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Aeromexico: Sorry for casting call telling dark-skinned people to not apply

By Cindy R. Rodriguez, CNN
updated 12:05 PM EDT, Sun August 18, 2013
Aeromexico apology for the language in an ad agency's casting call.
Aeromexico apology for the language in an ad agency's casting call.
STORY HIGHLIGHTS
  • Casting call for airline ad disallows dark-skinned participants
  • Aeromexico and ad agency apologize
  • Skin color subject of much discussion in Latin America

(CNN) -- Aeromexico airline and an advertising company apologized for a commercial casting call that said "dark-skinned" people would not be allowed to audition.

The casting call sought those with a "Polanco look," referring to a well-to-do white neighborhood in Mexico City.

A photo of the casting e-mail was taken by Mexican blogger Tamara De Anda, who expressed her frustrations on how the representations of brown people in Mexican media largely do not exist outside of government program announcements.

On Twitter, De Anda posted, "I received an email for a casting call from Aeromexico specifying that they don't want anyone dark-skinned. Tsss."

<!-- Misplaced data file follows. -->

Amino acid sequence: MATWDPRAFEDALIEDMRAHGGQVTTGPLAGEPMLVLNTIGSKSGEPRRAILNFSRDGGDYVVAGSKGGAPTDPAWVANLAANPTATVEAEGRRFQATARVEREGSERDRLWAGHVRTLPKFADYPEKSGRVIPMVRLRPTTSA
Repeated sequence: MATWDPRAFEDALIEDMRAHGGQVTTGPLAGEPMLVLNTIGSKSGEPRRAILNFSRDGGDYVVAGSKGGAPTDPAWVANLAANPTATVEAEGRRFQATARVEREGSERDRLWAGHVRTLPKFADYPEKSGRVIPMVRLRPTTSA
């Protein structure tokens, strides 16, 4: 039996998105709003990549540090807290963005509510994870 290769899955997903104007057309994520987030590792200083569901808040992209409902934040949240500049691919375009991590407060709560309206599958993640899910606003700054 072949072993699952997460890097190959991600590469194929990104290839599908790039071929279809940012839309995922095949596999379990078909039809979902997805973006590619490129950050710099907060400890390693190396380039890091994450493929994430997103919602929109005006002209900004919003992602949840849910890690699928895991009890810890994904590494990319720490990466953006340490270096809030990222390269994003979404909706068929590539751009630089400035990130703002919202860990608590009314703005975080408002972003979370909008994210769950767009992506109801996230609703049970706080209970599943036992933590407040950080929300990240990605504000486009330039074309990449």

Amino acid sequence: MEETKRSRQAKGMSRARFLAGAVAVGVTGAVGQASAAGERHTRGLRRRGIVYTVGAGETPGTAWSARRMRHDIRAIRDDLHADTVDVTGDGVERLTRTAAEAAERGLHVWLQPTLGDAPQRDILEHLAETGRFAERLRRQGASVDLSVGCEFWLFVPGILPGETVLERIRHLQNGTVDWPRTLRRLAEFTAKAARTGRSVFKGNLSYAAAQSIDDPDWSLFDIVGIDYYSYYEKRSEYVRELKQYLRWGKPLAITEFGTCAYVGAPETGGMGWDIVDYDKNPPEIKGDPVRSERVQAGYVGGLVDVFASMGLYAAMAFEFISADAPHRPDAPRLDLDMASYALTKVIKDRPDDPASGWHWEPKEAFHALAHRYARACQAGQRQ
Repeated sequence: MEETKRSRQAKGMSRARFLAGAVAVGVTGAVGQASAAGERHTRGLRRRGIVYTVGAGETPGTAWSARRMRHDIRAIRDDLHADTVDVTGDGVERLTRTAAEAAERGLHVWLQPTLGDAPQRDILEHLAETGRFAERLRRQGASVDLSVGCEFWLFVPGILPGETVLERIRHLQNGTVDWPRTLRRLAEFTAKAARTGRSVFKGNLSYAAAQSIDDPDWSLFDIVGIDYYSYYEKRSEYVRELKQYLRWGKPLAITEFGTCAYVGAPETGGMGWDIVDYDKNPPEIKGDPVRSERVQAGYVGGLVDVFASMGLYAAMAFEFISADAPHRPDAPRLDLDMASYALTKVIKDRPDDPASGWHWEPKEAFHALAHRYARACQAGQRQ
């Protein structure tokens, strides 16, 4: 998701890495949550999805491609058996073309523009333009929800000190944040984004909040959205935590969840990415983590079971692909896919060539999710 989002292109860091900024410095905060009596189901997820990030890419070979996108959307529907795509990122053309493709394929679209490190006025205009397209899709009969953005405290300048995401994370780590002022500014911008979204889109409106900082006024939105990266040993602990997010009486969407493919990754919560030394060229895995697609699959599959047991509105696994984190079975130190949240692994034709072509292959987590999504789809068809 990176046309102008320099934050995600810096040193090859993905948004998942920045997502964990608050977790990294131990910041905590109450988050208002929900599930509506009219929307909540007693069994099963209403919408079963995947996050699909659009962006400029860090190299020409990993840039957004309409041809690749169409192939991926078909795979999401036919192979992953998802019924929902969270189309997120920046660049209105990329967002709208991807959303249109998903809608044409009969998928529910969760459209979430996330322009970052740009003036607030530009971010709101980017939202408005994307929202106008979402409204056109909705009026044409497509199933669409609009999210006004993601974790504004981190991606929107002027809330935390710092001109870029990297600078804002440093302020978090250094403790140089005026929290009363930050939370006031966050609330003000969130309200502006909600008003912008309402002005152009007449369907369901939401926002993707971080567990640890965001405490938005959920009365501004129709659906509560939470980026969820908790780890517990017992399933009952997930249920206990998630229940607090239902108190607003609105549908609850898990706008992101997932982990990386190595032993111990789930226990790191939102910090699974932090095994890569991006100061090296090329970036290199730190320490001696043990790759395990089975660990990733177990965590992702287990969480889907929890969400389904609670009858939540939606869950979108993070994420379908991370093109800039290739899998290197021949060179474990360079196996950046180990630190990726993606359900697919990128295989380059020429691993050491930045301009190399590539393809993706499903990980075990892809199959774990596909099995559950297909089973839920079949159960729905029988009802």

About 400 retweets later, the story gained traction on social media.

With a population of 20 million, Mexico City's racial makeup consists of mestizo (Amerindian-Spanish) 60%; Amerindian or predominantly Amerindian 30%; white 9%; and other 1%, according to The World Factbook.

The airline pointed to an ad agency, Catatonia.

Aeromexico on Tuesday issued an apology for the language on Twitter, stating, "We're sorry for Catatonia's discriminatory stance, that was circulated today on social media. We offer our sincerest apology and reiterate our respect for all people, no matter their gender, language, religion, nor their skin color."

Catatonia expressed regret, according to Fox News Latino, stating it "offers a heartfelt apology for the publication on casting requirements that circulated on social networks."

Opinion: In Mexico, racism hides in plain view

The ad agency pointed to language used by a casting company.

Perceptions of skin color and discussions of racism have long been a subject of debate in Latin America.

Ruben Navarrette Jr., in a 2012 opinion piece for CNN, wrote, "On television, in politics and in academia, you see light-skinned people. On construction sites, in police forces and in restaurant kitchens, you're more likely to find those who are dark-skinned.

"In the priciest neighborhoods, the homeowners have light skin, and the housekeepers are dark. Everyone knows this, and yet no one talks about it, at least not in elite circles."

CNN reached out to Aeromexico on Friday but did not receive an immediate response.

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